Sunday was a day for either NFL Football or the USAF Thunderbird Demonstration Team at Mountain Home AFB right? Wrong! For me it was an opportunity to check out the Middle Fork of the Boise River near Atlanta, Idaho. So off I went. The temperature was hovering around 46 degrees as I left Mountain Home and bottomed out at 36 degrees near Featherville, Idaho. At one point on this September 14th, 2008 fishing trip the temperature hit 78F along side the Middle Fork.
My route of travel took me from Mountain Home through Pine, Featherville, Rocky Bar and finally to the Middle Fork Road near Atlanta, Idaho...
James Creek Road
At Rocky Bar, Idaho I took the right turn and headed up James Creek. This road provides some great views if you stop and look around. It also provides a narrow and sort of scary route as one long section of the road seems to be carved into a cliff. Not for the faint of heart driver. The road condition could be classified as rough, tumble and slow going. Don't expect to drive much faster than 15mph along most of this gravel road.
The James Creek Road enters a large old burn area at the half way mark and provides a contrasting view of Idaho forests. Fall colors are showing up with red and orange undergrowth mainly in the old burn areas. If you are thinking about taking this road, it can be done in a regular car but make sure you have a set of good tires plus a good spare tire. It's rocky and bumpy the entire length.
Middle Fork Road
Once you get to the Middle Fork Road a few miles west of Atlanta, the road becomes quite wide and much smoother. For the most part, the Middle Fork Road lives up to it name by closely following the bed of the Boise River. One bad part of the road is the washboard condition in many places. At times I thought the fillings in my teeth would rattle loose. The other bad part of this road is the fact that there are just so many great looking places to fish. You can look down on the Middle Fork and spot pool after pool after pool that are sure to hold at least 1 trout. It's hard to make a decision on which pool to stop at and which pool to pass up.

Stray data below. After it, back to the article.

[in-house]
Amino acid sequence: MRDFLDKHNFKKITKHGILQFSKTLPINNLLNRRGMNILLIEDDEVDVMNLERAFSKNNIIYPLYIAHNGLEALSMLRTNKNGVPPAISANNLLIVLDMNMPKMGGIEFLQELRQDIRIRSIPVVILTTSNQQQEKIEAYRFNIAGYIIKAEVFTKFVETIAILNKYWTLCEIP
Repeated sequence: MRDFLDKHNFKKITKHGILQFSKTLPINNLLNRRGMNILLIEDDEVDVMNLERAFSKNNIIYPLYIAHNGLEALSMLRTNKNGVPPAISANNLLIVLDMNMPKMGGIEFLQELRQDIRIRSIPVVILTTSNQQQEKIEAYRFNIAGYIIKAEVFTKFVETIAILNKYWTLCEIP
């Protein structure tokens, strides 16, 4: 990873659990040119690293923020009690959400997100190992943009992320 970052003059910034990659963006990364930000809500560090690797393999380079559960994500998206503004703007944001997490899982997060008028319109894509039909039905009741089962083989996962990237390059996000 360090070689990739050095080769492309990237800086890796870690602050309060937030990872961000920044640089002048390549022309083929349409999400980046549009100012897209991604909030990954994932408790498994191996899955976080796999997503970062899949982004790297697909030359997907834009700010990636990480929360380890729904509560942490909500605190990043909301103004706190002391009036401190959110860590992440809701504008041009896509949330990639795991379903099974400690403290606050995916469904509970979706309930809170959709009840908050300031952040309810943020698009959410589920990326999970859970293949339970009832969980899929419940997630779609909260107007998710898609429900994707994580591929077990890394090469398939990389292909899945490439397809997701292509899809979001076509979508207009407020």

Fishing the Middle Fork of the Boise River
I like to get into my fishing and this means wading into and through the River. Being late in the year, the river was at a perfect level for being able to wade close enough to almost any pool you can find. You might have to get into water up to your waist to drop a spinner into it but it will be worth it.
I caught my first Idaho trout at the first fishing hole I casted into. Yes, it was small, but darn it, it felt great to get back to my favorite type of fishing after so many years of living in the southern US. As I waded upstream, I stumbled, slipped and scrambled through the Boise all the while keeping my eyes open for any small pool. I was rewarded throughout the day by catching many trout. I probably only caught 2 or 3 “keepers” but I released them for another day.
If there is one thing I learned, it is to always take some time to turn around to see where you've been. It's amazing the things you miss looking at the sights from only one direction...straight ahead. I was rewarded doing this as I watched a deer walk down the slope and into the Boise River. I would have missed it if I didn't take to time to turn around every few minutes.
Sometimes you come across a sight that just makes you want to get out and get into the water even though you know it's highly unlikely there will be a fish lurking in the waters. The picture below is one of the places. The white and black sand combined with the crystal clear bluish tinged water drew me in for at least 10 minutes of fruitless fishing.